Canadian Parliament rejects effort to protect persons with mental illness from assisted death

mental illness, euthanasia, canada, assisted suicide assisted death

A bill to protect people with mental illness from physician-assisted death in Canada has failed to pass. On October 18, the Canadian Parliament rejected bill C-314, which was aimed at banning assisted suicide and euthanasia for those who seek it solely for mental illness. 

Despite the loss, Alex Schadenberg, executive director of the Euthanasia Prevention Coalition, said there is reason for hope because eight of the more liberal-leaning MPs voted in support of the bill, which was only narrowly defeated by 17 votes. According to some, this is a sign that Canada and the Parliament may not be uniformly in favor of assisted suicide.

Blog commentator “Tigrlily” at Euthanasia Prevention Coalition’s website noted, “For me, this vote represents very encouraging news. Parliament is no longer in lock-step support for medical killing. I am hopeful that politicians and the general public are beginning to understand that there can be no free choice to die while old, ill, disabled, racialized, indigenous and other marginalized people don’t have a free choice in where and how we live.”

The defeated bill was sponsored by the Honorable Ed Fast, who previously explained in March that physician-assisted deaths for mental illness are already occurring. “Canadians don’t understand people are being euthanized for mental illness when in fact it’s not even legal,” he said.

In March 2021, Canada’s Parliament voted to remove restrictions on assisted suicide in the country. At that time, the “Medical Assistance in Dying” or “MAiD” system of assisted suicide and euthanasia became entrenched as the most libertine in the world. In 2021, over 10,000 Canadians were killed by assisted suicide or euthanasia, and those numbers are considered to be underreported.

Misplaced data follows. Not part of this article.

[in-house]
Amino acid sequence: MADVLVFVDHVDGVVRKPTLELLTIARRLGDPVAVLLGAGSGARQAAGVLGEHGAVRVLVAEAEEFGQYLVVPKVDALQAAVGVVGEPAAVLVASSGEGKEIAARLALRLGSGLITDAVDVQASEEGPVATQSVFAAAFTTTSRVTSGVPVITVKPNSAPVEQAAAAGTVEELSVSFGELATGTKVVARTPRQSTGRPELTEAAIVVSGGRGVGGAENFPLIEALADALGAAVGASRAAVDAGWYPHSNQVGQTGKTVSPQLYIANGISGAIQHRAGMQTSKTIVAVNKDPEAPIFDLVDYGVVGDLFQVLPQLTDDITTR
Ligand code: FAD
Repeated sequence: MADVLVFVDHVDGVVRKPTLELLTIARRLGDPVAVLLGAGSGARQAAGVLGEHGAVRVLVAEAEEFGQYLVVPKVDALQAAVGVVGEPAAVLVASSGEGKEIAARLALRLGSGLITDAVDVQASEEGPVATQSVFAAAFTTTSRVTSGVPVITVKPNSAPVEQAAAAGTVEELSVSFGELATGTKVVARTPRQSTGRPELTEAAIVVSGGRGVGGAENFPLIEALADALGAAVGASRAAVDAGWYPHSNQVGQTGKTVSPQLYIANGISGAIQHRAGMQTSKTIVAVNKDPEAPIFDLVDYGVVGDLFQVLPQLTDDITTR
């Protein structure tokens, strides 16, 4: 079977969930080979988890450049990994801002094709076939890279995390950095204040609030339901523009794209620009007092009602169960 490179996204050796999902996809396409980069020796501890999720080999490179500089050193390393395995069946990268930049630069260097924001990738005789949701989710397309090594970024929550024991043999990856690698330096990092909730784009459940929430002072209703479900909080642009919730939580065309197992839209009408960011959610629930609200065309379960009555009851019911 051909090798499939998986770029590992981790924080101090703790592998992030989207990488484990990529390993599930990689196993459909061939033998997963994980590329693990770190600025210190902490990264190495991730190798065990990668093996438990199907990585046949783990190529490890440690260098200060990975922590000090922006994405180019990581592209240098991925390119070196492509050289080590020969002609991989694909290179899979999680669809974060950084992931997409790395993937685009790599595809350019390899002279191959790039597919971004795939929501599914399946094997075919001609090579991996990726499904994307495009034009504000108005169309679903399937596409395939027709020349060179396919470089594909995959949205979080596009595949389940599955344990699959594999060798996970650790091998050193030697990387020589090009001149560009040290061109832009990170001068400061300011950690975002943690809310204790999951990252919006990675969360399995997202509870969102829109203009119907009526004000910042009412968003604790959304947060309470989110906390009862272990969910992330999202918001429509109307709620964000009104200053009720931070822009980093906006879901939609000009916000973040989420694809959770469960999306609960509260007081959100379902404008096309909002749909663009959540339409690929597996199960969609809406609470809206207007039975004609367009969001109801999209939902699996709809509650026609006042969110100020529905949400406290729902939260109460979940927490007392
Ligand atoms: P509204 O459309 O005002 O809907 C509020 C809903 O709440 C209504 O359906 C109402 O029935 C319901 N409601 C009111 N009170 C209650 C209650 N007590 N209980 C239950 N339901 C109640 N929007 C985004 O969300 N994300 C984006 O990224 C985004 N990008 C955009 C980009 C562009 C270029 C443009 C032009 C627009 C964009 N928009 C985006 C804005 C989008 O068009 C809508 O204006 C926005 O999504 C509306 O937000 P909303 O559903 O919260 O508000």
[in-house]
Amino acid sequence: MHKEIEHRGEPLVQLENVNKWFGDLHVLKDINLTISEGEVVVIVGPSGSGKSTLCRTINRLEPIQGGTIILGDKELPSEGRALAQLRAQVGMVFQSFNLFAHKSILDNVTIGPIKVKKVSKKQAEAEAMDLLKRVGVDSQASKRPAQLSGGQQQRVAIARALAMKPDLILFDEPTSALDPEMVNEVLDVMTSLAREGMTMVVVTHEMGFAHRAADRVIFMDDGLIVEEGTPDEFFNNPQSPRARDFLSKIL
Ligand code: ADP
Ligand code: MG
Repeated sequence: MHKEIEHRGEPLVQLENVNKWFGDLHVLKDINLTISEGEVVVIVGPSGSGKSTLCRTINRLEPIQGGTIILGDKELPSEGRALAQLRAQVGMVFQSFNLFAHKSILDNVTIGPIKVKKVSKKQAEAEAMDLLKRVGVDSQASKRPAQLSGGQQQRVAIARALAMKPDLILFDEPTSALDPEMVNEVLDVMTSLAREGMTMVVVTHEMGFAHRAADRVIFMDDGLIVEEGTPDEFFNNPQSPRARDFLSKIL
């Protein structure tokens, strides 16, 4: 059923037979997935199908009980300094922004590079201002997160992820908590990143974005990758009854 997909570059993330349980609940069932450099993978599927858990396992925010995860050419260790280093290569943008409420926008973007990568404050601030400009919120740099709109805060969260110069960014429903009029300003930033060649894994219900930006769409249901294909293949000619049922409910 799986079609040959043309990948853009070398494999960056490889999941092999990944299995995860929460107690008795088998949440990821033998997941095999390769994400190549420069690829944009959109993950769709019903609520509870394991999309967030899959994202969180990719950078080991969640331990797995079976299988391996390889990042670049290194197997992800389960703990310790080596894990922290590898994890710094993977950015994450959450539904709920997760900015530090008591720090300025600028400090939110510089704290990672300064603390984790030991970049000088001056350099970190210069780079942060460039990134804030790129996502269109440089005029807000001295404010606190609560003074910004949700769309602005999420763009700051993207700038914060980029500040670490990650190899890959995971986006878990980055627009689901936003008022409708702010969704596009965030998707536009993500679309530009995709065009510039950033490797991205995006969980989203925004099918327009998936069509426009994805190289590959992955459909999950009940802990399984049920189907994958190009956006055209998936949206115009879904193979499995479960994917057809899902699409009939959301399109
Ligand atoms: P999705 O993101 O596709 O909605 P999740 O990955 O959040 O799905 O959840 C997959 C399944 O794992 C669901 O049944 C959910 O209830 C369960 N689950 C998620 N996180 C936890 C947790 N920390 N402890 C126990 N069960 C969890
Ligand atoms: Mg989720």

Since then, experts have been sounding the alarm that assisted suicide and euthanasia endanger everyone, but particularly the most vulnerable human beings such as people experiencing disability and poverty and the aged. Human rights experts have been highly critical and are concerned that Canada’s law no longer protects vulnerable people but may actually endanger them. An expansion of MAiD to include mental illness was previously delayed but is expected to resume on March 17, 2024.

Marie-Claude Landry, the Chief Commissioner of the Canadian Human Rights Commission concluded that MAiD cannot be a default for Canada’s failure to fulfill its human rights obligations. According to an Associated Press article, Ms. Landry agreed with three U.N. experts on human rights, who vocally concluded that Canada’s MAiD law has had a “discriminatory impact.”

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